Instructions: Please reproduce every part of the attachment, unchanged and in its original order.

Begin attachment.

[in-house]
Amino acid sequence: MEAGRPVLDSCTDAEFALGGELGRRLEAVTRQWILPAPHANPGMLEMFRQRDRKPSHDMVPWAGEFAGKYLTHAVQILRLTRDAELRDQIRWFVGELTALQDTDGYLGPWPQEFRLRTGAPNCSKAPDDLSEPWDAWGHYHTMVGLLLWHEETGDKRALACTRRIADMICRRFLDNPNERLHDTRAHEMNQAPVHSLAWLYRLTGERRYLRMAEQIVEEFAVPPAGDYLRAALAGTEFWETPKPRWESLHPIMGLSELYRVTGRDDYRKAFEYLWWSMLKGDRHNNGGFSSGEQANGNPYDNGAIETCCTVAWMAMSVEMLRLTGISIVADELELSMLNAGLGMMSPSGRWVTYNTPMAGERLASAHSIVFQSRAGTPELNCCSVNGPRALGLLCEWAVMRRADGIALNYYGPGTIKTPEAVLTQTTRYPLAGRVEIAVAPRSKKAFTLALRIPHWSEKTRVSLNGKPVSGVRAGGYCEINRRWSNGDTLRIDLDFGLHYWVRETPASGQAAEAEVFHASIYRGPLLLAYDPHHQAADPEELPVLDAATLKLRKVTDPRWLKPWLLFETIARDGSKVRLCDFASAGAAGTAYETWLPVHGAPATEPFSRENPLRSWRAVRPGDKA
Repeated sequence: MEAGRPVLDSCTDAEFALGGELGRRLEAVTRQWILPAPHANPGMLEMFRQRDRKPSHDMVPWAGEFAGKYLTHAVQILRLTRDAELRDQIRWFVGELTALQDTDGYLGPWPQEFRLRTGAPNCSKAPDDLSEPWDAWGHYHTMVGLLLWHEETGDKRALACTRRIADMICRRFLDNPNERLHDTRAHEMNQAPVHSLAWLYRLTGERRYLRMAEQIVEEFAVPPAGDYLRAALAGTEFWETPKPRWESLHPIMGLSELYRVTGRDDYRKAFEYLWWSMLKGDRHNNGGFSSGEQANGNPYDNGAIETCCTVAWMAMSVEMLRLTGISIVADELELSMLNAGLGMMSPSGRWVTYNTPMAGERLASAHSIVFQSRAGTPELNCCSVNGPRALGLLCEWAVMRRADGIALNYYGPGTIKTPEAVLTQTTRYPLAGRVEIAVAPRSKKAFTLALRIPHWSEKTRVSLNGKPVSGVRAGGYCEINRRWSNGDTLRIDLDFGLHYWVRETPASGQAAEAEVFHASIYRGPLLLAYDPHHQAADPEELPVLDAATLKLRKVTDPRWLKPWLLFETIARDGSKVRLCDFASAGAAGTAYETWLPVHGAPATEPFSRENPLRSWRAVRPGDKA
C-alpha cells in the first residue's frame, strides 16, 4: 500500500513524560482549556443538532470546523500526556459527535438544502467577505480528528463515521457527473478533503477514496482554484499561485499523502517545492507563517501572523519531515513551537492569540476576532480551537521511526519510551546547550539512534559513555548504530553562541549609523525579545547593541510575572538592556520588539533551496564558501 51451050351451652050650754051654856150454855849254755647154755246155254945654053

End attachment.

[in-house]
Amino acid sequence: MEAGRPVLDSCTDAEFALGGELGRRLEAVTRQWILPAPHANPGMLEMFRQRDRKPSHDMVPWAGEFAGKYLTHAVQILRLTRDAELRDQIRWFVGELTALQDTDGYLGPWPQEFRLRTGAPNCSKAPDDLSEPWDAWGHYHTMVGLLLWHEETGDKRALACTRRIADMICRRFLDNPNERLHDTRAHEMNQAPVHSLAWLYRLTGERRYLRMAEQIVEEFAVPPAGDYLRAALAGTEFWETPKPRWESLHPIMGLSELYRVTGRDDYRKAFEYLWWSMLKGDRHNNGGFSSGEQANGNPYDNGAIETCCTVAWMAMSVEMLRLTGISIVADELELSMLNAGLGMMSPSGRWVTYNTPMAGERLASAHSIVFQSRAGTPELNCCSVNGPRALGLLCEWAVMRRADGIALNYYGPGTIKTPEAVLTQTTRYPLAGRVEIAVAPRSKKAFTLALRIPHWSEKTRVSLNGKPVSGVRAGGYCEINRRWSNGDTLRIDLDFGLHYWVRETPASGQAAEAEVFHASIYRGPLLLAYDPHHQAADPEELPVLDAATLKLRKVTDPRWLKPWLLFETIARDGSKVRLCDFASAGAAGTAYETWLPVHGAPATEPFSRENPLRSWRAVRPGDKA
Repeated sequence: MEAGRPVLDSCTDAEFALGGELGRRLEAVTRQWILPAPHANPGMLEMFRQRDRKPSHDMVPWAGEFAGKYLTHAVQILRLTRDAELRDQIRWFVGELTALQDTDGYLGPWPQEFRLRTGAPNCSKAPDDLSEPWDAWGHYHTMVGLLLWHEETGDKRALACTRRIADMICRRFLDNPNERLHDTRAHEMNQAPVHSLAWLYRLTGERRYLRMAEQIVEEFAVPPAGDYLRAALAGTEFWETPKPRWESLHPIMGLSELYRVTGRDDYRKAFEYLWWSMLKGDRHNNGGFSSGEQANGNPYDNGAIETCCTVAWMAMSVEMLRLTGISIVADELELSMLNAGLGMMSPSGRWVTYNTPMAGERLASAHSIVFQSRAGTPELNCCSVNGPRALGLLCEWAVMRRADGIALNYYGPGTIKTPEAVLTQTTRYPLAGRVEIAVAPRSKKAFTLALRIPHWSEKTRVSLNGKPVSGVRAGGYCEINRRWSNGDTLRIDLDFGLHYWVRETPASGQAAEAEVFHASIYRGPLLLAYDPHHQAADPEELPVLDAATLKLRKVTDPRWLKPWLLFETIARDGSKVRLCDFASAGAAGTAYETWLPVHGAPATEPFSRENPLRSWRAVRPGDKA
C-alpha cells in the first residue's frame, strides 16, 4: 500500500513524560482549556443538532470546523500526556459527535438544502467577505480528528463515521457527473478533503477514496482554484499561485499523502517545492507563517501572523519531515513551537492569540476576532480551537521511526519510551546547550539512534559513555548504530553562541549609523525579545547593541510575572538592556520588539533551496564558501 51451050351451652050650754051654856150454855849254755647154755246155254945654053